Writing on photography

On Rejection

Writing comes from the heart. It’s an awful cliché, but like many of those it’s also one with a certain amount of truth behind. When people ask me how I find the time to write and post something new every week while still spending at least three days teaching and two days doing commercial shoots (plus finding the occasional time to work on personal projects) the answer is pretty simple. I try to only write about things that stir me, and I try to only write when I’m stirred. Follow those two guiding lights and I’ve found the rest comes relatively easily.

Over the last fortnight I’ve had work rejected from three prizes and grants, two of which I felt pretty well positioned for, and one of which I felt confident about. Rejection is not in itself something I’m alien to, I know I make odd work and hold odd views about photography, and those things inevitably mean I have to spend a certain amount of energy struggling against a flow which often seems to run in the opposite direction. Occasionally though you feel confident you’ve found a home for your work, a place which which will understand what you are trying do, and when that doesn’t materialise it’s like being back at the start again, being that new graduate, that recent entrant into the world of photography clutching a slightly sad and solitary collection of photographs which no one but you has any real interest in.

This piece is aimed at the younger me, one who had much less faith, who might have believed that rejection meant that what he was doing was in some sense not worthwhile, not worth continuing. Rejection hurts, but it’s never an objective judgement on the quality of your work, even when by various measures it is presented as exactly that. Judgements on your work, whether they be positive or negative, are always the product of prejudices and predilections, biases and allegiances, vogues and fashions. Sometimes you coincide with these, and sometimes you don’t, but never let these things be your guiding lights, and never let anyone tell you your work isn’t good enough because you follow your own lights and not theirs.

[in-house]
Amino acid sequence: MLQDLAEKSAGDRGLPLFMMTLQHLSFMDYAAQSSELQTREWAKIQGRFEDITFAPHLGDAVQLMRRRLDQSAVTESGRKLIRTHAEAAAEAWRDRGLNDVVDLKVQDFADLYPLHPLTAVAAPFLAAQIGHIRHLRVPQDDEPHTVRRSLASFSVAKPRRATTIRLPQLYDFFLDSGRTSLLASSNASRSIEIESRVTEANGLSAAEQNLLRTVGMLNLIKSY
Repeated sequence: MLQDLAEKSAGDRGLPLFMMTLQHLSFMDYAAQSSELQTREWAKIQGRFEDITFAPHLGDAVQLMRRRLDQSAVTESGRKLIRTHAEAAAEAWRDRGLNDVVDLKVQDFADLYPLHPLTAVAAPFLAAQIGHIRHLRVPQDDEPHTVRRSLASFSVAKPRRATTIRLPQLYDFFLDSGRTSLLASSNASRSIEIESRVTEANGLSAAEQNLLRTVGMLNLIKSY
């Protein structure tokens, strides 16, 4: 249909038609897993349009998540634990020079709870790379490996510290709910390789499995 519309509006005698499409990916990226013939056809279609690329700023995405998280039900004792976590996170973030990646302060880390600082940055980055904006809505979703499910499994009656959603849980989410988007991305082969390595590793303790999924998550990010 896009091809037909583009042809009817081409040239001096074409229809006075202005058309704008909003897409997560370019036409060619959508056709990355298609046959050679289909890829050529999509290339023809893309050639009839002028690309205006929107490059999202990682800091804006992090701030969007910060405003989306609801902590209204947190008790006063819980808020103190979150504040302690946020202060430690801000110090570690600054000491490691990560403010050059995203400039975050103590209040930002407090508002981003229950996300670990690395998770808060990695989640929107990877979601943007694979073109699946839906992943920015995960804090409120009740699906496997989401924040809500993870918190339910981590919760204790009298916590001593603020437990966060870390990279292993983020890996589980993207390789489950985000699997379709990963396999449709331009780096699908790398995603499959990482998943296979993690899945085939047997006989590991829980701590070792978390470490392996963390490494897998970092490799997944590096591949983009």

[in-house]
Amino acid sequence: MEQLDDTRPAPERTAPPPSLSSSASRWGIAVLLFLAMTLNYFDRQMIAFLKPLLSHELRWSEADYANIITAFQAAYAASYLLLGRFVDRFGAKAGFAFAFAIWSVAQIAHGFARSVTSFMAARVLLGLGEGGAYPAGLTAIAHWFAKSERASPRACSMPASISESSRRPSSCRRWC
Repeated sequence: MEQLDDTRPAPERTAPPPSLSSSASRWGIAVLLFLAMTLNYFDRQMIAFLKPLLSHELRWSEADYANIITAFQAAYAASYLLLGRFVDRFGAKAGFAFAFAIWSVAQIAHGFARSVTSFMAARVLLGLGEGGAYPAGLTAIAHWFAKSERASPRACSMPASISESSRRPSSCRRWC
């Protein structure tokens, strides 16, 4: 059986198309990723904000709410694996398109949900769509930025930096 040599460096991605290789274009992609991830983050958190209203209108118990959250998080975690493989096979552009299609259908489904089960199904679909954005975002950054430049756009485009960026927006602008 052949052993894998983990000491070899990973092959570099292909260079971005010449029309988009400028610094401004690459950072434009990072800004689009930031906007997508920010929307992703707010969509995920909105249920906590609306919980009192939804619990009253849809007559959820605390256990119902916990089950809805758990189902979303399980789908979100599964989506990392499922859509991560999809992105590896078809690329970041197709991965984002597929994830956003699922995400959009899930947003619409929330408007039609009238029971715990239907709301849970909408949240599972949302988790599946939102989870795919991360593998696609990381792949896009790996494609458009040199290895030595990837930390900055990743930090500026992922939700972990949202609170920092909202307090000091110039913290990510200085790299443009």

Prizes, competitions and grants are a necessary evil, a means of getting the money and momentum to finish old work and make new things, and to launch work out there, but the laurels that come with them are questionable at best, tattered and worn by many other ’emerging artists’ before you who sank without trace. If recognition is what you’re seeking then it might be worth asking why. I always question a prize which presents its selection as the best and brightest in contemporary photography. In the blizzard of images which we all inhabit that sort of judgement is as ludicrous as picking a few snowflakes from your shoulder and proclaiming them to be the most beautiful snowflakes in the world.

In the end I believe in the work that was rejected, I believe in it almost without question, that’s what this post is really about. Belief, faith, whatever your want to call it, it manifests as an almost irrational confidence that what you do matters in spite of what might be the commercial unsustainability or the artistic unfashionableness of it. This faith needs at times to border on delusion, and to many who observe you from a distance it may appear as such, or perhaps as arrogance. At the same time there are only ever limited supplies of this belief, reservoirs you draw on in times of inner or outer doubt, when you need that last bit of energy to push something that little bit further. Rejection drain those reserves and leaves you with little to show for it, rejection makes it hard to continue.

Rejection hurts, that’s all there is to it. The best advice I can offer when you feel it is the same advice I would suggest you follow every time a stumbling block finds its way beneath your feet. Take it in your stride and find a way to turn it’s momentum in your favour. Climb up on it, wave your fist at the moon and shout as loudly as you can; ‘you’ll be sorry you fuckers!’

About the author

Lewis Bush

Lewis Bush works across different media and platforms to make structures and cultures of power visible. He has exhibited, published, and spoken about his work internationally, is acting course leader of MA photojournalism and documentary photography at University of the Arts London, and runs workshops from his studio in London. From September 2020 he will be an ESRC funded PhD candidate at the London School of Economics researching automation's impact on visual journalism.


  • I often think back the photographers who inspired me and in many cases their work viewed today is unremarkable. However in context and at the time the photographs were taken they were pioneers. Thats what moved the medium on and so agree totally with your idea of keeping going and doing what you want to do.

  • The good thing about taking part in contests is that it makes you (well, at least me) very seriously look at the work of previous years’ winners. I’ve discovered some interesting photographers this way, plus it gives a relatively good overview which kind of work is expected to the contest.

  • Hello Lewis
    Tom Lovelace here. We have Guy Robertson as a mutual friend. I have also been out to Spoleto, but I don’t think our paths have crossed

    I just wanted to say how striking your blog post is. I can totally relate to it. And I think every aspiring graduate and artist will feel the same.
    Beautiful and poignant piece
    Battle on…


  • Well Lewis. Those “stumbling block[s] …beneath your feet…” you mention.


    They’re stepping stones. That’s what they are.

    They get you to where you need to be.

    Great post. As usual!

Writing on photography